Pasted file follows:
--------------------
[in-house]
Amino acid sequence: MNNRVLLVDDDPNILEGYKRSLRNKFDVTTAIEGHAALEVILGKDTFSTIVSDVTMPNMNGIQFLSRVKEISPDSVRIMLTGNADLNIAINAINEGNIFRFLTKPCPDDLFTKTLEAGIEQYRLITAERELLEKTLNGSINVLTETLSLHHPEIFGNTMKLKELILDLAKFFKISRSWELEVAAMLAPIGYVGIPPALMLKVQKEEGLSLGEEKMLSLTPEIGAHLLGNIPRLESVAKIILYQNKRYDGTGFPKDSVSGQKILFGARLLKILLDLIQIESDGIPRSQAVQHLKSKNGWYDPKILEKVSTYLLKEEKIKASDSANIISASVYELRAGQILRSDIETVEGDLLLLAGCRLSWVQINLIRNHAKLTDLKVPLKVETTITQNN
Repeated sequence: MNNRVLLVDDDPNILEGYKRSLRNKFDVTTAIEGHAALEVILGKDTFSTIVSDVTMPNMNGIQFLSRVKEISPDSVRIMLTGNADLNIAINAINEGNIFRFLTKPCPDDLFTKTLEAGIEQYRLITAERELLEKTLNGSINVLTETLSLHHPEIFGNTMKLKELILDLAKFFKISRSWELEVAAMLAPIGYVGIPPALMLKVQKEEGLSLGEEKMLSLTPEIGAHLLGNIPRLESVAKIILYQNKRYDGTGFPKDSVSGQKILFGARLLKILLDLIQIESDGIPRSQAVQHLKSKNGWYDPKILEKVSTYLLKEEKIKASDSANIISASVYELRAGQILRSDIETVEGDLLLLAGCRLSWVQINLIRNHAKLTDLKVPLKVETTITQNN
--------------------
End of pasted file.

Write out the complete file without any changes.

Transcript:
[in-house]
Amino acid sequence: MNNRVLLVDDDPNILEGYKRSLRNKFDVTTAIEGHAALEVILGKDTFSTIVSDVTMPNMNGIQFLSRVKEISPDSVRIMLTGNADLNIAINAINEGNIFRFLTKPCPDDLFTKTLEAGIEQYRLITAERELLEKTLNGSINVLTETLSLHHPEIFGNTMKLKELILDLAKFFKISRSWELEVAAMLAPIGYVGIPPALMLKVQKEEGLSLGEEKMLSLTPEIGAHLLGNIPRLESVAKIILYQNKRYDGTGFPKDSVSGQKILFGARLLKILLDLIQIESDGIPRSQAVQHLKSKNGWYDPKILEKVSTYLLKEEKIKASDSANIISASVYELRAGQILRSDIETVEGDLLLLAGCRLSWVQINLIRNHAKLTDLKVPLKVETTITQNN
Repeated sequence: MNNRVLLVDDDPNILEGYKRSLRNKFDVTTAIEGHAALEVILGKDTFSTIVSDVTMPNMNGIQFLSRVKEISPDSVRIMLTGNADLNIAINAINEGNIFRFLTKPCPDDLFTKTLEAGIEQYRLITAERELLEKTLNGSINVLTETLSLHHPEIFGNTMKLKELILDLAKFFKISRSWELEVAAMLAPIGYVGIPPALMLKVQKEEGLSLGEEKMLSLTPEIGAHLLGNIPRLESVAKIILYQNKRYDGTGFPKDSVSGQKILFGARLLKILLDLIQIESDGIPRSQAVQHLKSKNGWYDPKILEKVSTYLLKEEKIKASDSANIISASVYELRAGQILRSDIETVEGDLLLLAGCRLSWVQINLIRNHAKLTDLKVPLKVETTITQNN